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Physics Seminars

Radiation Effects in Wide Bandgap Semiconductors and Novel Radiation Sensor Designs

Speaker: Katharina Lorenz (Instituto de Engenharia de Sistemas de Computadores Microsystems and Nanotechnology (INESC MN)-Portugal)
Date: Wednesday 22 November 2023
Time: 15:00
Venue: Queens Building N3.28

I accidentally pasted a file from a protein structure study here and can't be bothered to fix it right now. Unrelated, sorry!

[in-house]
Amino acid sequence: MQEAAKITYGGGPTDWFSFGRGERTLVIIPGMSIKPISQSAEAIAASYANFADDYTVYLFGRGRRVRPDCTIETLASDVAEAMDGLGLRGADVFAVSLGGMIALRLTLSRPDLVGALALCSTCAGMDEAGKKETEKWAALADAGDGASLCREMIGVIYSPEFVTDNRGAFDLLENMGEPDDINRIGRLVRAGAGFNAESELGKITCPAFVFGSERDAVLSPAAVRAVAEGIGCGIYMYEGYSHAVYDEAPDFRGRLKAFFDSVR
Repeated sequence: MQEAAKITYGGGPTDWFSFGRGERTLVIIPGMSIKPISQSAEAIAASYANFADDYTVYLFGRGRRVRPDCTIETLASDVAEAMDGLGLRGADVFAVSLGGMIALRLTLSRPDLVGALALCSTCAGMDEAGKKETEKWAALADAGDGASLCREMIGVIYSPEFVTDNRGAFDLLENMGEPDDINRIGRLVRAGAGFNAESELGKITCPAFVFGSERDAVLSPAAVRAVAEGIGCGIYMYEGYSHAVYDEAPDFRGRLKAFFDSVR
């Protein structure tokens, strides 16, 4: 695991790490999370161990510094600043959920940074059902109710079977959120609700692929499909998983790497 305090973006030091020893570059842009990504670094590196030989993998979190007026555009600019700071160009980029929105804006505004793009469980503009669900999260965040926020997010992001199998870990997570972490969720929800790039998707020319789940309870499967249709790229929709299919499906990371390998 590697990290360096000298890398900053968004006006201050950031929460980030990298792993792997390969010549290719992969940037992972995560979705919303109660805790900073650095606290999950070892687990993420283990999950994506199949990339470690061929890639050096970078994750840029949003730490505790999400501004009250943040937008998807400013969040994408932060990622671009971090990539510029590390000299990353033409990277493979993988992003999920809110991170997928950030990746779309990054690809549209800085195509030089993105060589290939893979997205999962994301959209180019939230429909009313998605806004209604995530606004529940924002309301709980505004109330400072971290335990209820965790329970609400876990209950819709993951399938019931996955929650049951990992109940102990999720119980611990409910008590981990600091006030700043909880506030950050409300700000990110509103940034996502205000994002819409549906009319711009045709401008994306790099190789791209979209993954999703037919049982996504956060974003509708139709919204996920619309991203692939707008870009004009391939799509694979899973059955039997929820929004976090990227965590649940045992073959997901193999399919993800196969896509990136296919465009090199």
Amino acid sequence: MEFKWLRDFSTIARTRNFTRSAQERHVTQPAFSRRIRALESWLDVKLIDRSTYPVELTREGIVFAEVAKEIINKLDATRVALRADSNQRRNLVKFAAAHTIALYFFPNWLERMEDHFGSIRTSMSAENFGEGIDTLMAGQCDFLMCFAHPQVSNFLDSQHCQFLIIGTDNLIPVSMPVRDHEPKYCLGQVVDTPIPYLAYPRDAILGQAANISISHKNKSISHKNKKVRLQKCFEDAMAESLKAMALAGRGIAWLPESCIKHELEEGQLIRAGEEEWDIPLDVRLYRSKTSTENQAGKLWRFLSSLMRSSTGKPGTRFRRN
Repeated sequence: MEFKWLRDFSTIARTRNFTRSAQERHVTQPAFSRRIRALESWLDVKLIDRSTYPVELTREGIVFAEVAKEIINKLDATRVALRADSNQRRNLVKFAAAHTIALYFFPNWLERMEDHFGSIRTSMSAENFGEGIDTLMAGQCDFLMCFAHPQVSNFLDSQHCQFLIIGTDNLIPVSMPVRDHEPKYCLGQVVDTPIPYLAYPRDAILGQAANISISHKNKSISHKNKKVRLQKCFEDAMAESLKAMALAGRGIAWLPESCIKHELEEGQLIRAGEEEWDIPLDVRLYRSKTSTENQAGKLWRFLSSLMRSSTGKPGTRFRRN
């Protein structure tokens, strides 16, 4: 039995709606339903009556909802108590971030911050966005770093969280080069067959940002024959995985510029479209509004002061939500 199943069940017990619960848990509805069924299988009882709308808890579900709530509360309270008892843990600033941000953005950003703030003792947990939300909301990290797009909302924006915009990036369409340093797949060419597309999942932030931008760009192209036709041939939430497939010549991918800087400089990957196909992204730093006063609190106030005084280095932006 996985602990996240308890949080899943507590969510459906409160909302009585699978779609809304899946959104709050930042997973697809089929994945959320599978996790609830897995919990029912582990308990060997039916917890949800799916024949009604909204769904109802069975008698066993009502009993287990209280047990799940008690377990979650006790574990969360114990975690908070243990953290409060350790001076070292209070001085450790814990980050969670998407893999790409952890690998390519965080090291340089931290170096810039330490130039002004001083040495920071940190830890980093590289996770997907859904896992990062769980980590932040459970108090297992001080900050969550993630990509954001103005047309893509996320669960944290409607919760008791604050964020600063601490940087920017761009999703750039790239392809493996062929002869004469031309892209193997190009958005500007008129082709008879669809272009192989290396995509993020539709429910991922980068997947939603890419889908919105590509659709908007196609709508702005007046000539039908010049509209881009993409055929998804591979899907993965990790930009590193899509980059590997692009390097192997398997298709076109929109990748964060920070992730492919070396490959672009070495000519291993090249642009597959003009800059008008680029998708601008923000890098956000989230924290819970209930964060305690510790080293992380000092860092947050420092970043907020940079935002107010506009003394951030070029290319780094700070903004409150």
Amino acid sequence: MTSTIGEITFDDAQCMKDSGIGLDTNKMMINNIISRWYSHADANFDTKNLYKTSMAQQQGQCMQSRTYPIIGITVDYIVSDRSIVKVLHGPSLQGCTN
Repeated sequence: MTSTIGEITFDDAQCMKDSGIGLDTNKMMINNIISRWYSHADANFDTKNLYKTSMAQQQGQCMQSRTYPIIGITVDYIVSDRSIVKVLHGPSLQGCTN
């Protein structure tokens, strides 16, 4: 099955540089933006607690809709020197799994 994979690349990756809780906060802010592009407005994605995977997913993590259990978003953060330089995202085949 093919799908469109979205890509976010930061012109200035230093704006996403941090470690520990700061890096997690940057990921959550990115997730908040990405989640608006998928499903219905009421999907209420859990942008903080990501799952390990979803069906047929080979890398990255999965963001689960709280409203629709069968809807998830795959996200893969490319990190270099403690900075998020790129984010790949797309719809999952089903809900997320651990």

Wide bandgap semiconductors (WBS) enable electronic devices to operate at high power and high temperature. Moreover, many WBS are considered more radiation-resistant than conventional semiconductors such as Si or GaAs, making them interesting for applications in extreme radiation environments and for radiation sensing. Benefiting from the remarkable radiation resistance of GaN, we developed radiation sensors based on single GaN microwires. Their potential for the detection of ionising radiation, as well as their degradation upon high fluence ion irradiation, will be discussed. Fig. 1 shows a Scanning Electron Microscopy (SEM) image of a microwire device based on a p-n core-shell structure. Of particular interest is the possibility of using these devices in self-powered mode, without any externally applied bias [1]. Ga2O3 is another emerging WBS. The doping of Ga2O3 with optically active chromium ions enables radiation sensing based on optical detection. Irradiating Cr-doped Ga2O3 with MeV protons was shown to activate the red-infrared light emission of Cr3+, while quenching the intrinsic ultraviolet-blue luminescence. Fig. 2 shows the corresponding change of colour from blue to red of the ion-beam-induced luminescence with the increasing proton fluence. Besides the in situ optical monitorisation of the radiation dose, post-irradiation read-out by photo- and thermoluminescence was also demonstrated [2, 3]. [1] D. Verheij et al., Appl. Phys. Lett. 118, 193501 (2021). [2] M. Peres et al., Appl. Phys. Lett. 120, 261904 (2022). [3] D. M. Esteves et al., Scientific Reports 13, 4882 (2023).